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[Star-Advertiser EDITORIAL] Haiku Stairs in Crosshairs

Updated: Jun 19, 2023

Source: Honolulu Star-Advertiser. OUR VIEW (Editorial). June 17, 2023

Once again, the debate has flared up over the fate of the spectacular but decaying Stairway

to Heaven, aka Haiku Stairs.

This time, the catalyst is a renewed threat to demolish the narrow metal stairway along a ridgeline overlooking Windward Oahu. On June 1, the city opened the only bid it received to tear down the

structure: a $2.26 million offer from the Nakoa Cos. Inc., more than double earlier estimates.

Mayor Rick Blangiardi and the City Council apparently have concluded that Haiku Stairs must go. The now-closed stairs are an attractive nuisance, used by trespassers walking through neighborhoods in the pre-dawn hours to evade security and reach the top before sunrise. The city owns the stairs, which pose a liability risk — it’s been 20 years since they were last refurbished. Without regular maintenance and safety inspections, the stairs are unfit for normal public use.

Essentially, the city is faced with one of two choices: Tear down Haiku Stairs, or have it restored

for managed public use.

Advocates for preserving the stairs want the latter, and are girding for another fight to prevent the former. That could mean a lawsuit.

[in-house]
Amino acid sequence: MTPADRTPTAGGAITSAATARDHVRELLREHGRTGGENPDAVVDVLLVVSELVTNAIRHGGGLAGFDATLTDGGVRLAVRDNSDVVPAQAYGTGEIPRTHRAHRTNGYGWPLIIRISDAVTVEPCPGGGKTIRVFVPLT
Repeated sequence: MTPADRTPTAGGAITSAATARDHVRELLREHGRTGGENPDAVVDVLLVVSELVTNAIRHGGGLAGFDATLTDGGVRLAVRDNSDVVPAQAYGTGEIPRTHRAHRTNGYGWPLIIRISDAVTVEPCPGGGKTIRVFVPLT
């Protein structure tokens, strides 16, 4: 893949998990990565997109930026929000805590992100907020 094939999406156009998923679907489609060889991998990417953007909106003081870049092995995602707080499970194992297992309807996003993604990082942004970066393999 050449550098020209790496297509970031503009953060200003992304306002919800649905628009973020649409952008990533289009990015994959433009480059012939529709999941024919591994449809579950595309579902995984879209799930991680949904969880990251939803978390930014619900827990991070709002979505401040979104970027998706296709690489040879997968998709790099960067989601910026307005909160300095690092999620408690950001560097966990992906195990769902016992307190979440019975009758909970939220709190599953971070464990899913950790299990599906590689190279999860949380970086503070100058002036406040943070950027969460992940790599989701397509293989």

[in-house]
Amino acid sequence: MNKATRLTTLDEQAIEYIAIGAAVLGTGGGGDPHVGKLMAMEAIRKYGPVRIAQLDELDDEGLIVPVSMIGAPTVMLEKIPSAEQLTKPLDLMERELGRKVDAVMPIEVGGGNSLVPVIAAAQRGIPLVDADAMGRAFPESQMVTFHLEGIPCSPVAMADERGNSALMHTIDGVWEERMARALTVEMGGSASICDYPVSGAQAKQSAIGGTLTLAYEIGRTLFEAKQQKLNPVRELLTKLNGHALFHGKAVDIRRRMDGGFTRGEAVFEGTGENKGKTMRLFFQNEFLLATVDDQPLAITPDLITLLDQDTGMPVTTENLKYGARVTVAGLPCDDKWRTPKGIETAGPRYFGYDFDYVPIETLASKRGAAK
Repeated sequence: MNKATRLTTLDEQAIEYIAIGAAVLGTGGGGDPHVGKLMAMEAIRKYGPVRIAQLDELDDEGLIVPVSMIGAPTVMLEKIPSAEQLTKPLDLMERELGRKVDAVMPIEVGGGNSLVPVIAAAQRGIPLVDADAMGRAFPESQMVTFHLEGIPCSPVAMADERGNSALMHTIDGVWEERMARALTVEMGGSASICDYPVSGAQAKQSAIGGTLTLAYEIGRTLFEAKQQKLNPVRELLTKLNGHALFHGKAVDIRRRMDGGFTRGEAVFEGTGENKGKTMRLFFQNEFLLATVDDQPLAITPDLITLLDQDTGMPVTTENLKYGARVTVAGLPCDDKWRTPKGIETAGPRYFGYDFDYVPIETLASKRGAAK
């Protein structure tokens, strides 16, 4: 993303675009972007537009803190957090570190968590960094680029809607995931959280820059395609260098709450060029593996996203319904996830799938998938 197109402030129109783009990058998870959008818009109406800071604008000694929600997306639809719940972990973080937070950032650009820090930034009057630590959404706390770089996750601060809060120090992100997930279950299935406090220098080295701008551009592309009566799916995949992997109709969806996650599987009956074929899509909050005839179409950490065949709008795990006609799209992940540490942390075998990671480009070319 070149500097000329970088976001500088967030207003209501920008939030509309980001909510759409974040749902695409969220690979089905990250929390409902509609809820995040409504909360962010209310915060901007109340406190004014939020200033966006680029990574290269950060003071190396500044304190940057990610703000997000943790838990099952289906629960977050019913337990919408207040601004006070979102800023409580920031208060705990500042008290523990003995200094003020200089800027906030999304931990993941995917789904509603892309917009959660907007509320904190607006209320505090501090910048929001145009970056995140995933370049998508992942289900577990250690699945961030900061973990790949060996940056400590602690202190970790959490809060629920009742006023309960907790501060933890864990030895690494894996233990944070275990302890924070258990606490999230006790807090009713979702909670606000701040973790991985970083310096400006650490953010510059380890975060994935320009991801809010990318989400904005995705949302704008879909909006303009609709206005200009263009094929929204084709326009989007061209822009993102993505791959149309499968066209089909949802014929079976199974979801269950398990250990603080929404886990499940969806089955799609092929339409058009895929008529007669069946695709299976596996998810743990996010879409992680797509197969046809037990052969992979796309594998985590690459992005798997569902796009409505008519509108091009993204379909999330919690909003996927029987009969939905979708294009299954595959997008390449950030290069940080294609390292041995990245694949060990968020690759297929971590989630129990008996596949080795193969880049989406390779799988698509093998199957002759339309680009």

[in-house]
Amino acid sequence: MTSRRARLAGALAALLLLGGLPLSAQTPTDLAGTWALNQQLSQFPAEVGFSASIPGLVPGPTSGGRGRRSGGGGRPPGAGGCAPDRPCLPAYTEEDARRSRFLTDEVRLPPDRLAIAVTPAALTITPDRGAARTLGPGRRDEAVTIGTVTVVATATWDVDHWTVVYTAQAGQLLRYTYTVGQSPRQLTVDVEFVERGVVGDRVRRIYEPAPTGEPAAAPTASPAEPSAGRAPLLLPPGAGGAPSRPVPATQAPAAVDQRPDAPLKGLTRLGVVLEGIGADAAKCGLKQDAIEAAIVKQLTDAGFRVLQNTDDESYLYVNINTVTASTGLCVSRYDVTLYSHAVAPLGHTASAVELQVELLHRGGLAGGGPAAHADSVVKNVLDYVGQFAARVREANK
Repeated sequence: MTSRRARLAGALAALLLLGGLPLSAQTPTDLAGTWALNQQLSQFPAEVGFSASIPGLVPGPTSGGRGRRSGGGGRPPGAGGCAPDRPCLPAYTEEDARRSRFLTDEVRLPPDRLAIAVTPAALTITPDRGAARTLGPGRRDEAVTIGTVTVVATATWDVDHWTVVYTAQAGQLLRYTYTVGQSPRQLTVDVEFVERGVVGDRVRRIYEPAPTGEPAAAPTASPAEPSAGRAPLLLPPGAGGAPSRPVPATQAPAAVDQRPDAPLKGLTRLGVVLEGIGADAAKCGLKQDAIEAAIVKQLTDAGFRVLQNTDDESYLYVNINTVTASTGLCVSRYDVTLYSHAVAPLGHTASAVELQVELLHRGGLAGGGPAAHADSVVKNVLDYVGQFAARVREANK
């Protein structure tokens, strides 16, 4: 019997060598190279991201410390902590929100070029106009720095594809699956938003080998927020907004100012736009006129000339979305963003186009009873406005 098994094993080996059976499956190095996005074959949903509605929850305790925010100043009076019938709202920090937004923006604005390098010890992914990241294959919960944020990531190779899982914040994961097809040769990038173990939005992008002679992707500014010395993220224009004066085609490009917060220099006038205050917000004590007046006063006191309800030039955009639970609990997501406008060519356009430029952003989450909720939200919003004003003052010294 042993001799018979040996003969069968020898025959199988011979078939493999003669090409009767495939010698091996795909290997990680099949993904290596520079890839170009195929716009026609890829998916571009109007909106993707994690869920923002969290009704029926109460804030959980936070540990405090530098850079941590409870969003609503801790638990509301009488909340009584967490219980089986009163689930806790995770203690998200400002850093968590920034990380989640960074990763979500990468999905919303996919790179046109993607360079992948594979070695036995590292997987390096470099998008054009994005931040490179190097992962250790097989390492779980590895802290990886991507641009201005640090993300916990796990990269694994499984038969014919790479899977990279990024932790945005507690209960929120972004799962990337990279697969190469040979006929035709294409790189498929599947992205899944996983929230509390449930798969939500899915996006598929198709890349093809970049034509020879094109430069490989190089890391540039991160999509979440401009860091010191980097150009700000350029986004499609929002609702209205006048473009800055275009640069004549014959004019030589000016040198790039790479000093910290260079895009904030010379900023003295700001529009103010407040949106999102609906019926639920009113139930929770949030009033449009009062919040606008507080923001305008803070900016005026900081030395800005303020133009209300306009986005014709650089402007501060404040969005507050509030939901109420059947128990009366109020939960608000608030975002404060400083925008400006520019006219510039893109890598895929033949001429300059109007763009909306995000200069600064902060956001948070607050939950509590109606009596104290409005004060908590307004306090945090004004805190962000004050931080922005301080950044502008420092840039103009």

No one argues that Haiku Stairs is worthless. Successive city administrations, including the current one, have sought ways to reopen the stairs, which were officially closed to the public in 1987 due to vandalism and liability concerns. It offers access to an otherwise inaccessible Koolau Range ridgeline, along with spectacular views and a valuable cultural and environmental experience.

Unfortunately, reopening Haiku Stairs requires a level of commitment no one seems willing to make, even after years of debate and discussion.

That commitment requires more than advocacy and vague suppositions about costs and benefits. It requires a fully vetted, sustainable business plan and an operator willing and able to carry it out. The stairway would need some refurbishing. The operator would have to find adequate adjacent space for parking (which, unlike Hanauma Bay or Diamond Head, is not readily available). Also required is a ticketing/access system to collect entry fees, restrooms and waste management, environmental mitigation, cultural education, security and safety measures, liability insurance and regular maintenance, especially for the stairs themselves. Expect a lot more wear and tear, as the number of climbers increases exponentially.

Oh, and this operation would need to support itself, so realistic cost and income estimates for all of the above must be included. Otherwise, managed access will fail, the stairs will close again, and we’ll be back where we started. Relying on Oahu taxpayers to subsidize any shortfalls is a no-go. Tearing down Haiku Stairs, while expensive, would be a one-time expense.

Ideally, a private partner would step up; Roberts Hawaii and Kualoa Ranch, as well as others, have expressed interest. But the city needs a full commitment.

Given the larger pressing needs of Oahu residents, Haiku Stairs, to borrow the words of one former mayor, is a “nice to have,” not a “need to have.”

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